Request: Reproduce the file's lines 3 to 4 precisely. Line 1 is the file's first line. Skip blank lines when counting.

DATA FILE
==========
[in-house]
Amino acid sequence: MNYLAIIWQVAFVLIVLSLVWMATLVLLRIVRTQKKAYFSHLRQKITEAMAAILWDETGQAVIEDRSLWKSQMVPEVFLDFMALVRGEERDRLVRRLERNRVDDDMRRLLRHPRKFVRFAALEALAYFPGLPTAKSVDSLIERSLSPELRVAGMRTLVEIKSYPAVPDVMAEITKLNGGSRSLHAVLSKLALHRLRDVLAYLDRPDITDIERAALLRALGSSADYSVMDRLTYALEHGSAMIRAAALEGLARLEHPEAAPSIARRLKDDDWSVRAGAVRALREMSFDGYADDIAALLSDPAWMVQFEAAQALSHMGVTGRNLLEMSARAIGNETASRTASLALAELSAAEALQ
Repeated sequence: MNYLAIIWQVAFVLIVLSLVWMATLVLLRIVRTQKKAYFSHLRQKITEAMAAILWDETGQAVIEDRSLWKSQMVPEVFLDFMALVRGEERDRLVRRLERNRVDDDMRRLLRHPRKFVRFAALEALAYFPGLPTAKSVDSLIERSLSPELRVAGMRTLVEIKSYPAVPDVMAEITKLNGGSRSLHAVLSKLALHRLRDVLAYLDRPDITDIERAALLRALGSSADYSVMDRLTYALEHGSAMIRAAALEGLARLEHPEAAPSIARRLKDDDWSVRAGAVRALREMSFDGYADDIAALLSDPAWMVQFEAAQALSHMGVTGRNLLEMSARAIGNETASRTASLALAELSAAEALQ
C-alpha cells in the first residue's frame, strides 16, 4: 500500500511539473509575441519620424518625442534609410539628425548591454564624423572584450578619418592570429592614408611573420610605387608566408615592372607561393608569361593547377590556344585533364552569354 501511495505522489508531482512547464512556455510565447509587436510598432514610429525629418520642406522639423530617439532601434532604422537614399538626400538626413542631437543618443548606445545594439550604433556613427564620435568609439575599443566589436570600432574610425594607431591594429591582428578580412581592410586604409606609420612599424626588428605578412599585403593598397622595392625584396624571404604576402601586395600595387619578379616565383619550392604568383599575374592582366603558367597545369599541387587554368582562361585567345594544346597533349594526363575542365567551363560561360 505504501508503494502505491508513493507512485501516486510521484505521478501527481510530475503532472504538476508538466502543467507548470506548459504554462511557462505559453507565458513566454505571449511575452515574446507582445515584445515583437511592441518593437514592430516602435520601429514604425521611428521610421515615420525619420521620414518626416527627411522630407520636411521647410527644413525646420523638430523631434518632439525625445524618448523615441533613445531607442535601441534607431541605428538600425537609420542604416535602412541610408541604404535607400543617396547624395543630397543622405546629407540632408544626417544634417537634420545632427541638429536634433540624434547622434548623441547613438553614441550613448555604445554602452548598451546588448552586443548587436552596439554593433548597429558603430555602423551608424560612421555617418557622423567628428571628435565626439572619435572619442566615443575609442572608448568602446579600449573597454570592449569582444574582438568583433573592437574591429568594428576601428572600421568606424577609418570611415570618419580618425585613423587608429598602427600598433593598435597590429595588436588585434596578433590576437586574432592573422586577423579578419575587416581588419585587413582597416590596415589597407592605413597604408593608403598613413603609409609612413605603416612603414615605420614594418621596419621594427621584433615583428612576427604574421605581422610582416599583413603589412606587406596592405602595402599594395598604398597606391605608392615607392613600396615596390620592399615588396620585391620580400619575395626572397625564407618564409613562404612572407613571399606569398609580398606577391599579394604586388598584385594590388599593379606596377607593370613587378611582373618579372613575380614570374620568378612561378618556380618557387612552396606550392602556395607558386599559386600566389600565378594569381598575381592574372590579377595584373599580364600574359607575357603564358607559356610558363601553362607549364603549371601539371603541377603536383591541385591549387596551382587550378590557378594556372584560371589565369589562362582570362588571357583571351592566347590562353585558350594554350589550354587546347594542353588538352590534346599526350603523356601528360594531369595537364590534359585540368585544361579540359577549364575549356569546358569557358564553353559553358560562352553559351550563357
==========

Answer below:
Repeated sequence: MNYLAIIWQVAFVLIVLSLVWMATLVLLRIVRTQKKAYFSHLRQKITEAMAAILWDETGQAVIEDRSLWKSQMVPEVFLDFMALVRGEERDRLVRRLERNRVDDDMRRLLRHPRKFVRFAALEALAYFPGLPTAKSVDSLIERSLSPELRVAGMRTLVEIKSYPAVPDVMAEITKLNGGSRSLHAVLSKLALHRLRDVLAYLDRPDITDIERAALLRALGSSADYSVMDRLTYALEHGSAMIRAAALEGLARLEHPEAAPSIARRLKDDDWSVRAGAVRALREMSFDGYADDIAALLSDPAWMVQFEAAQALSHMGVTGRNLLEMSARAIGNETASRTASLALAELSAAEALQ
C-alpha cells in the first residue's frame, strides 16, 4: 500500500511539473509575441519620424518625442534609410539628425548591454564624423572584450578619418592570429592614408611573420610605387608566408615592372607561393608569361593547377590556344585533364552569354 501511495505522489508531482512547464512556455510565447509587436510598432514610429525629418520642406522639423530617439532601434532604422537614399538626400538626413542631437543618443548606445545594439550604433556613427564620435568609439575599443566589436570600432574610425594607431591594429591582428578580412581592410586604409606609420612599424626588428605578412599585403593598397622595392625584396624571404604576402601586395600595387619578379616565383619550392604568383599575374592582366603558367597545369599541387587554368582562361585567345594544346597533349594526363575542365567551363560561360 505504501508503494502505491508513493507512485501516486510521484505521478501527481510530475503532472504538476508538466502543467507548470506548459504554462511557462505559453507565458513566454505571449511575452515574446507582445515584445515583437511592441518593437514592430516602435520601429514604425521611428521610421515615420525619420521620414518626416527627411522630407520636411521647410527644413525646420523638430523631434518632439525625445524618448523615441533613445531607442535601441534607431541605428538600425537609420542604416535602412541610408541604404535607400543617396547624395543630397543622405546629407540632408544626417544634417537634420545632427541638429536634433540624434547622434548623441547613438553614441550613448555604445554602452548598451546588448552586443548587436552596439554593433548597429558603430555602423551608424560612421555617418557622423567628428571628435565626439572619435572619442566615443575609442572608448568602446579600449573597454570592449569582444574582438568583433573592437574591429568594428576601428572600421568606424577609418570611415570618419580618425585613423587608429598602427600598433593598435597590429595588436588585434596578433590576437586574432592573422586577423579578419575587416581588419585587413582597416590596415589597407592605413597604408593608403598613413603609409609612413605603416612603414615605420614594418621596419621594427621584433615583428612576427604574421605581422610582416599583413603589412606587406596592405602595402599594395598604398597606391605608392615607392613600396615596390620592399615588396620585391620580400619575395626572397625564407618564409613562404612572407613571399606569398609580398606577391599579394604586388598584385594590388599593379606596377607593370613587378611582373618579372613575380614570374620568378612561378618556380618557387612552396606550392602556395607558386599559386600566389600565378594569381598575381592574372590579377595584373599580364600574359607575357603564358607559356610558363601553362607549364603549371601539371603541377603536383591541385591549387596551382587550378590557378594556372584560371589565369589562362582570362588571357583571351592566347590562353585558350594554350589550354587546347594542353588538352590534346599526350603523356601528360594531369595537364590534359585540368585544361579540359577549364575549356569546358569557358564553353559553358560562352553559351550563357